Sexton highlighted a more personal patient relationship to the plant, where things such as smell are important to patients. Another important point which really stuck with me was her data demographics which surveyed about 2,500 medical cannabis patients. In the U.S, much like in Canada, identified patients are mostly white, highlighting that particular groups of people may not be accessing medical cannabis, or able to access it, precisely because of the war on drugs in which non-white communities have been heavily impacted by cannabis prohibition since its inception.
Dr. Sue Sisley also had some interesting insight into medical cannabis research in the United States. You may remember a professor being fired from the University of Arizona (even after NIDA approved her cannabis and PTSD research) because the work “disturbed some important figures”. Although picked up by another university, and other organizations such as MAPS, Sisley also received the largest of nine grants from the state of Colorado.
Regardless, it was clear that many barriers still exist, both practically and in the realm of stigma. Noting that many efficacy studies are often privately funded, she really highlighted how the DEA-NIDA monopoly on cannabis really impedes work, where the DEA mandated a NIDA monopoly on the only available federal legal supply of cannabis for research. She showed a photo of this NIDA-supply of cannabis – and it reminded me of the type of quality Canadians would have seen under Prairie Plant Systems and the MMAR.Sisley showed the audience a photo of the quality of cannabis received through NIDA - riddled with sticks, stems and seeds. This is an impediment to research, where this cannabis is regarded as less potent than the marijuana therefore not medically interesting easily available on the street or through other avenues. This also means it is not reflective of what patients are actually using.
Dr. Zack Walsh from the University of British Columbia represented the Canadian landscape well, and spoke about the PTSD study done in conjunction with UBC and Tilray. He spoke to some of the challenges with the PTSD study so far, even noting a mandatory 750-pound safe that needed to be installed at the university and subsequently bolted to the ground. It was interesting to hear Walsh speak to the research side of things within a Canadian context, making a similar point as Sisley to the poor quality of federally available cannabis, where Prairie Plant Systems was Canada’s only legal supply, and compared it to NIDA cannabis. Here Walsh highlighted the importance of Licensed Producers in Canada taking on research roles and funding this work, because for the first time research will be done on the quality of cannabis that patients are actually using.
If there was one take home point from the Reform Conference I could pass along to Lift readers, it would be the importance of always keeping the impact of the drug war on less visible and minority communities central. Although these effects may be invisible to many Canadian patients, it’s easy to forget about those who are not protected by a legal document, or even afforded the opportunity to access our medical program. In this way, regulation will never be the new prohibition. Assuming that regulation, even conservative regulation, is “worse” than prohibition, does not truly consider the effect of the drug war on minority communities.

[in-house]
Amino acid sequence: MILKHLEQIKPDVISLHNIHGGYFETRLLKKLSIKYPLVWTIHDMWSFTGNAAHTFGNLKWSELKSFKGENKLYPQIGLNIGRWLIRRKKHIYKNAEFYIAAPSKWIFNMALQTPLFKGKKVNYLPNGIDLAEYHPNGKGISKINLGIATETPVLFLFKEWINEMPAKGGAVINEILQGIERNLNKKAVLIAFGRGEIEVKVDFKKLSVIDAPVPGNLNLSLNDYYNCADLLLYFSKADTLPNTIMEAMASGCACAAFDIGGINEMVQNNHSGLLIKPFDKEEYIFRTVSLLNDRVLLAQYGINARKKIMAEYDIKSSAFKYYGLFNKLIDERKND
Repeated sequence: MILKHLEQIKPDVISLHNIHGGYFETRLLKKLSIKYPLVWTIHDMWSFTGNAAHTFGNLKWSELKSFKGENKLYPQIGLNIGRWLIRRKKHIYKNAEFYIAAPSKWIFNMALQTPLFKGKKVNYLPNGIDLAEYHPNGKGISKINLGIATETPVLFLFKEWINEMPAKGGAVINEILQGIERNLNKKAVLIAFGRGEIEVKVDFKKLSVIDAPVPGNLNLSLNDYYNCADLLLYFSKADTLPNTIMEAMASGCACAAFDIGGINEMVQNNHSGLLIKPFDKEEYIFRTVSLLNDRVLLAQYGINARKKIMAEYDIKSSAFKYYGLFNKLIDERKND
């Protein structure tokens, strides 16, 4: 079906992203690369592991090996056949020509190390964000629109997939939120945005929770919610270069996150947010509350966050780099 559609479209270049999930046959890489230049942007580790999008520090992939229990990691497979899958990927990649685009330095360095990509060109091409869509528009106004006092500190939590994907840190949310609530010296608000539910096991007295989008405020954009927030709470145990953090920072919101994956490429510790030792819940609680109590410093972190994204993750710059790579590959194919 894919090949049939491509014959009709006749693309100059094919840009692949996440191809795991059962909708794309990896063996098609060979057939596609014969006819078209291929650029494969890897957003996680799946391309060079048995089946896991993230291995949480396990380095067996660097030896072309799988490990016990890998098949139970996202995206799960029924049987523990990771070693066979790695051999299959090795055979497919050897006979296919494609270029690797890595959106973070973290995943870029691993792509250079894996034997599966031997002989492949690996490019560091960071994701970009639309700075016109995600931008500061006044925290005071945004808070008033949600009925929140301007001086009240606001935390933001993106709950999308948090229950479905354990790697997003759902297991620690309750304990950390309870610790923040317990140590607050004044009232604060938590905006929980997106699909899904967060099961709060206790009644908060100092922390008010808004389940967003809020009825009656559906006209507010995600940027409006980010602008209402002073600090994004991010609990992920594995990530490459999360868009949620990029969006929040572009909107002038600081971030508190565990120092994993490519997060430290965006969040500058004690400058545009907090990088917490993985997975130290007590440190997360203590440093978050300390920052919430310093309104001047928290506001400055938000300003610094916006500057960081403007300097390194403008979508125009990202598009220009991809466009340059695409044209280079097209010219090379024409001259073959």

I haven’t seen anyone question the racial demographics of the overwhelmingly white community that accesses the MMPR or the MMAR. We need to question why that is, and think about the structural barriers and lack of social capital afforded to various communities in Canada.
The underlying theme to many of these panels urged us to think about legalization as more than just medical, economical or a freedom movement, but also one about racial justice. One panel, “Ensuring Inclusion, Repairing Damage: Diversity, Equity and the Marijuana Industry” featured Shaleen Title from the Minority Cannabis Business Association, and Deborah Peterson-Small from Break the Chains in California, and grappled with how and if communities deeply impacted by the drug war will be able to benefit from legalization.
Although Canada has a different racial landscape, we can still learn from the experiences of indigenous and black Canadians, and question what type of model truly addresses the harms that years of prohibition have done to Canadians. We need to think about who these unjust laws have impacted for so long, and who fills the insides of our prison system. Both these communities are significantly overrepresented in federal and provincial correctional institutions, but this has typically received less attention in both the academic and public policy worlds in Canada than in the United States. What’s really surprising is a criminal justice system that doesn’t collect data on race:
"Canada’s reluctance to acknowledge and document race is most evident in the operation of its criminal justice system and in its criminal justice policies. Unlike in the United States and the United Kingdom, where race-based criminal justice statistics are readily available to the public and researchers alike, the Canadian criminal justice system does not systematically collect or publish statistics on the race of individuals processed through the system" (Owusu-Bempah & Wortley, 2013: 295)
Further, since legalization isn’t a quick fix for discrimination in other realms like family and employment, how will we ensure that people do not continue to be punished for cannabis use under a legalized regime? While we seem to be swept up at the moment with what model regulation in Canada will follow, these considerations need to be pushed to the forefront of our legalization discussions.
Check out this short video on the International Reform Conference here: https://www.youtube.com/watch?v=uvv9WYQAlJQ
Both images via twitter.com/jennav5